The Messi U-turn: what made football superstar rethink retirement
At 10:47 p.m., June 26, inside New Jersey’s magnificently illuminated Metlife Stadium on the United States East Coast, the world’s greatest footballer Lionel Messi stepped up to take Argentina’s first spot-kick in the 2016 Copa America final against Chile, which had gone to a penalty shootout.
He missed, sending his ball over the bar. At 10:53 p.m., Chile forward Alexis Sanchez chipped home to score the decisive penalty. Chile were champions. It was Argentina’s second straight Copa America final loss to Chile and their third major final defeat in as many years.
In those six minutes, a fork was skewered into the middle of Messi’s international career. Immediately after the defeat, he expressed his wish to call time on his ‘La Albiceleste’ career, having scored a record 55 goals in 113 appearances.
“The first thing that came to my head – and it’s something I thought about in the dressing room – was that it’s over, that the national team is finished for me,” Fifa.com reported Messi as saying after the final.
“I think this is the best thing for everyone. That’s it. I’ve done all I can. I’m going without having won a title with the [senior] national team.”
Two weeks after his decision to retire, on July 6, Messi was convicted of tax fraud by a Spanish court and sentenced to 21 months in prison. Under Spanish law, any jail term for tax evasion under 24 months can be commuted to a suspended sentence, but the damage had been done. It looked as if the Barcelona playmaker’s stock had plummeted to an all-time low.
But by the end of the same month, Messi was making headlines again. This time, after he posted pictures online of him at home, smiling and sporting a new-look platinum blonde haircut. Messi appeared relaxed and revitalized, free from the stress that had shackled him throughout the summer. Then on August 12, La Nacional newspaper announced Messi would return to the international setup, less than two months after deciding to retire from international football, and the striker was named in the squad for the World Cup qualifiers.
So what exactly has altered for Messi to return to the scene of so much heartbreak? Let’s take a look at the changes that inspired the Argentine to go back on his decision to retire and breathe new life into his international endeavors.
Messi overtook Argentina strike legend Gabriel Batistuta as national side top scorer with a free kick against the US in the Copa America. With that milestone passed, Messi may well set his sights on overtaking Javier Zanetti to become all-time Argentina record appearance-maker. At 29, Messi is just 31 caps from breaking the record of his compatriot Zanetti, who made 143 appearances to rack up the most caps in Argentine history.
“Don’t go Leo”
With news of the Argentine idol’s retirement having moved fast in his homeland, there was a campaign organized to persuade the Barcelona man to rethink his decision.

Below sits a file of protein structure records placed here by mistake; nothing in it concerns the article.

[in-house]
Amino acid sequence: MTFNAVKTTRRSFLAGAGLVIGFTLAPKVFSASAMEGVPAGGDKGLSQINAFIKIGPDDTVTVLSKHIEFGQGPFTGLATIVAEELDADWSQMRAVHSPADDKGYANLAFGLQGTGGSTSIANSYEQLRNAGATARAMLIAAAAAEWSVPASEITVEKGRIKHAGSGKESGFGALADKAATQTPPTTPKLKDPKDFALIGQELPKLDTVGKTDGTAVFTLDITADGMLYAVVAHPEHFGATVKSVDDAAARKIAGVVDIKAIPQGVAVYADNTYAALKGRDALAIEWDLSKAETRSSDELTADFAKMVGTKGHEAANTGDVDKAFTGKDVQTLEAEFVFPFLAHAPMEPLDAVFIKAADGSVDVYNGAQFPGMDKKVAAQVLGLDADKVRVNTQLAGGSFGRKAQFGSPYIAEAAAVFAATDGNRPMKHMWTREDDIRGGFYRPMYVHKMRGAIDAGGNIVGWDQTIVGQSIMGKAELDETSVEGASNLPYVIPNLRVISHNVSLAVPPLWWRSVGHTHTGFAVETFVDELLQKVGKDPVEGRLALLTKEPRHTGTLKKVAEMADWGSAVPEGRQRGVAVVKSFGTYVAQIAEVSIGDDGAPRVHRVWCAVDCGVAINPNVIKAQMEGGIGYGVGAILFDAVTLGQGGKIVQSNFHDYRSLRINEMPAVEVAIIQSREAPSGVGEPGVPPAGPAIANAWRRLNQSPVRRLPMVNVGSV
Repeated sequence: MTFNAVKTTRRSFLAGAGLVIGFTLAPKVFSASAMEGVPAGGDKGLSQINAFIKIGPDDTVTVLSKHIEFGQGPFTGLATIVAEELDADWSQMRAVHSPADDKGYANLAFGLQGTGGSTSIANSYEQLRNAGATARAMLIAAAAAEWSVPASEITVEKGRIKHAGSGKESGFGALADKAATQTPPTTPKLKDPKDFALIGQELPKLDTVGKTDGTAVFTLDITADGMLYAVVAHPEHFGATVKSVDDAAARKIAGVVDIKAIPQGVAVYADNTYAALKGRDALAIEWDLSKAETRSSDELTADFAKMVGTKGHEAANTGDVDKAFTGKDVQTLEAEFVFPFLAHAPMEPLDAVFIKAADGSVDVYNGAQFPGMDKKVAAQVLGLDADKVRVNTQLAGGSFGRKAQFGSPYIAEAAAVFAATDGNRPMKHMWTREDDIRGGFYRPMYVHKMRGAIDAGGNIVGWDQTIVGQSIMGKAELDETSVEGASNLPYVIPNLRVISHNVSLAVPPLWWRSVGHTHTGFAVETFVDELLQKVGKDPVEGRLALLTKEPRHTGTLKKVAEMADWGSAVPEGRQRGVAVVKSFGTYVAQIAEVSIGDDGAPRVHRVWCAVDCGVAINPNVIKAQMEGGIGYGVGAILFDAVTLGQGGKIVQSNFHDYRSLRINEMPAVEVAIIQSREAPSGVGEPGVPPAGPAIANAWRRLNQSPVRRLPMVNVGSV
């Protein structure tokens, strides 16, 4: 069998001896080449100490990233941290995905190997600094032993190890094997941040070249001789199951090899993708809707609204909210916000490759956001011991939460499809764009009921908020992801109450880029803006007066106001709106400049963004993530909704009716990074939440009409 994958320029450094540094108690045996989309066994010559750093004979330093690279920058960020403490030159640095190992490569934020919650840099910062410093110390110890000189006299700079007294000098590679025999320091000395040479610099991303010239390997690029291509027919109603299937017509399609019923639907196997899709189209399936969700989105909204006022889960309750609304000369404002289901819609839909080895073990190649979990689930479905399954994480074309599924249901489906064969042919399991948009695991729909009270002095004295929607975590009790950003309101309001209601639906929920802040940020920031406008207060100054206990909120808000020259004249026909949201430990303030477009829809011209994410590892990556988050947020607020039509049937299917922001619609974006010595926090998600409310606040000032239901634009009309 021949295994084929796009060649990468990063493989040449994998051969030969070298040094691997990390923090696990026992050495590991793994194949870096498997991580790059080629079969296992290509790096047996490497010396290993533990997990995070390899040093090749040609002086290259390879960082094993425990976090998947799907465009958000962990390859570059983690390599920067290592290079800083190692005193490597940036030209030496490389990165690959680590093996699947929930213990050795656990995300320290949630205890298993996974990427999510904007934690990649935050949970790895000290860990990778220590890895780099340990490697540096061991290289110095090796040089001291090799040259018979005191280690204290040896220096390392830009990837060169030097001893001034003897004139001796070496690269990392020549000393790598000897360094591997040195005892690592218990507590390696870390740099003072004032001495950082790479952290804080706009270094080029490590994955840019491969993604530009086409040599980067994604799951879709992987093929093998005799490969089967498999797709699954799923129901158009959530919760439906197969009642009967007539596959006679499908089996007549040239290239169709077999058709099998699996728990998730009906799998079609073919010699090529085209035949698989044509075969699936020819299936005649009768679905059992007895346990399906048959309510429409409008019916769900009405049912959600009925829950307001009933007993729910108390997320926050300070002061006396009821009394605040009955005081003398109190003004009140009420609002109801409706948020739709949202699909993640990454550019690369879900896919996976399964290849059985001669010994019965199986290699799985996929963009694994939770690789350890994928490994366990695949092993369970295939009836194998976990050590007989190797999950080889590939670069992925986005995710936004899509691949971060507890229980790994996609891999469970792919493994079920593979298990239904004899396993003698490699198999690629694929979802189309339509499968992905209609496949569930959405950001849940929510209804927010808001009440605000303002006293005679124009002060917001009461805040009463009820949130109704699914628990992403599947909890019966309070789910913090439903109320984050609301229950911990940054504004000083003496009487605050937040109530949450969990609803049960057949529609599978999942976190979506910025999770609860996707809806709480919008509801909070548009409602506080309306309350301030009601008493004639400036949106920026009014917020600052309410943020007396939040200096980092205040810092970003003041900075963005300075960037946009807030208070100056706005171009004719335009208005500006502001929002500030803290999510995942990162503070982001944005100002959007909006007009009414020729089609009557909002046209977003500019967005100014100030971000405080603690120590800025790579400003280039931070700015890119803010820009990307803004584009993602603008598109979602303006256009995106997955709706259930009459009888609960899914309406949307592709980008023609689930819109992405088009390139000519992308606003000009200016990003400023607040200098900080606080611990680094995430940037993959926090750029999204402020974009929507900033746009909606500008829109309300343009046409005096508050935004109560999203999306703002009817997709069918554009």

Local children were photographed posing in Messi shirts with the message “Don’t Go Leo” to greet the national team when they returned home from their Copa America defeat.
Suddenly the disappointment was forgotten and national attention came to keeping Messi playing in the sky blue and white of Argentina.
Despite Real Madrid star Cristiano Ronaldo sympathizing with his Argentine counterpart following Messi’s final defeat, the well-tread argument of which of the two is the best player of their generation is still as intense as ever. Not long after Messi’s decision to retire, Ronaldo won the Euro 2016 tournament in France, adding to his glittering CV something Messi still has lacking: winning a title with his national side and edging him in front in the dragging debate.
Although Messi bemoaned having lost four finals with Argentina, the pint-sized playmaker has the opportunity for swift redemption. The Copa America tournament is held annually, unlike the World Cup and European Championships which are held every four years and the only two major tournaments Portugal and Ronaldo will contest.
Legal issues long gone
Aside from the factors in his professional life, the stresses of appearing in court alongside his father on charges of tax fraud weighed heavy on Messi’s mind. Three counts of tax evasion, in which he avoided paying €4.1m in tax through accounts in Uruguay, Belize and Panama, the latter of the three appearing in the Panama Papers data leak.
Both were found guilty and sentenced to 21-months in prison and were ordered to pay €1.7m and €1.4m respectively. But, under Spanish law, any tax sentence under 24 months can be suspended. With the dust from the case having settled the striker is now free to further his reputation on and off the pitch.
Along another avenue of the Messi-Ronaldo debate is the amount of personal accolades the two possess. Since 2008, one of either Messi or Ronaldo has won the FIFA World Player of the Year award or its incarnation the Ballon d’Or. The Argentine has a total of five titles: one World Player of the Year award and four Ballon D’Or; while Ronaldo has a total of three: one World Player of the Year and two Ballon d’Or.
With the Portuguese star looking likely to receive FIFA Ballon d’Or honours at the end of the year, having won the 2016 Euro Championship and his second Champions League title with Real Madrid, Messi has the incentive to put the argument beyond doubt with a sixth title with a stunning comeback this season, and with the two seemingly joined in domestic and continental competition, success in the Ballon d’Or competition may just be the deciding factor in who ends up with the personal silverware at the season’s end.